Jeanson compared the small number of mtDNA differences between each trunk, or central node, with the relatively large number of differences in the branches. He wrote, "About 1,660 years passed from Creation to the Flood, whereas 4,365 years passed from the Flood to the present—a ~2.6:1 time ratio. Consistent with this, the branches connecting the nodes to one another were much shorter than the branches spraying out from the nodes—as if the short branches represented pre-Flood mutations, and the long branches represented post-Flood mutations."1
      It appears that modern genetics confirms Genesis, which says, "So Noah went out, and his sons and his wife and his sons' wives with him."
      This study produced two Genesis-confirming results. First, the human mtDNA tree has three trunks, which fits the Genesis model that all peoples descended from three foundational mothers—the wives of Shem, Ham, and Japheth. Second, 6,000 years of today's slow mutation rate would exactly produce today's measured number of mtDNA differences. Genetics again confirms Genesis.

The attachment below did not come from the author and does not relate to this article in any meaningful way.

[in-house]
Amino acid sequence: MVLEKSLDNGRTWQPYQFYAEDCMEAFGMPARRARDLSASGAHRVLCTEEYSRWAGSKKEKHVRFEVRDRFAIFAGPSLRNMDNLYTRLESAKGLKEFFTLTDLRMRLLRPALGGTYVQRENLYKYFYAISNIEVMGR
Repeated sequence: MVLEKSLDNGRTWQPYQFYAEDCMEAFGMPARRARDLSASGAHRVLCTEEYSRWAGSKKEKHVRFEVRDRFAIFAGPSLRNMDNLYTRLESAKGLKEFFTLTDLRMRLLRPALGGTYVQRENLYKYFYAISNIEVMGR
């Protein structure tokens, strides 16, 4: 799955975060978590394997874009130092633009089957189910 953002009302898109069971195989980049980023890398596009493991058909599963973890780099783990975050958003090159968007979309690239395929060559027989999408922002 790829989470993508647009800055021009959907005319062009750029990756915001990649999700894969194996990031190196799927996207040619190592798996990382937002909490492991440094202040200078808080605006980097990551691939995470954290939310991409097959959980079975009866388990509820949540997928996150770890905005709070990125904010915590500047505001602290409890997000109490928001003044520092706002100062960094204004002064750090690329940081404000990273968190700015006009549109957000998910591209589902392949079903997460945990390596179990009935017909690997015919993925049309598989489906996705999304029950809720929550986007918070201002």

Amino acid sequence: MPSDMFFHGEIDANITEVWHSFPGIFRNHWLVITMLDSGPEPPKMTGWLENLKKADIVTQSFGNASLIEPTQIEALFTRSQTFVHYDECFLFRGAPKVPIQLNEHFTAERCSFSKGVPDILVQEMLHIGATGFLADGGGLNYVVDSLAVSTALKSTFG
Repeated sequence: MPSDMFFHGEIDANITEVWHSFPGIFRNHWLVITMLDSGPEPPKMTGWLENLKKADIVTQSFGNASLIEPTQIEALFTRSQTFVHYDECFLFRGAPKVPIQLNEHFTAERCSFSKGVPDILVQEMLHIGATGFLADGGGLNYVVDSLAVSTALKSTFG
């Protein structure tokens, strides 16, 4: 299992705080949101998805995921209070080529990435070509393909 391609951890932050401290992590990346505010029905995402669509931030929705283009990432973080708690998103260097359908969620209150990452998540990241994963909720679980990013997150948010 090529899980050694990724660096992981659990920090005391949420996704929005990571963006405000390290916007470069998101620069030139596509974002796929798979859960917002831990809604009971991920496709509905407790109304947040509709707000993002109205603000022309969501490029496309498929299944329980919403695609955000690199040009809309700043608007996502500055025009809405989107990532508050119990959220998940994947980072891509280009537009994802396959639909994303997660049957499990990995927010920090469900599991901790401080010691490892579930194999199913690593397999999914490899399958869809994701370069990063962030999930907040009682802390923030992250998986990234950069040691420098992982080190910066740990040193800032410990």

http://www.icr.org/article/9325/
  • Forum Statistics

    62,026
    Total Topics
    116,601
    Total Posts
  • Member Statistics

    16,534
    Total Members
    1,592
    Most Online
    Marek Markus
    Newest Member
    Marek Markus
    Joined




×
×
  • Create New...

Important Information

Terms of Service Confirmation Terms of Use Privacy Policy Guidelines We have placed cookies on your device to help make this website better. You can adjust your cookie settings, otherwise we'll assume you're okay to continue.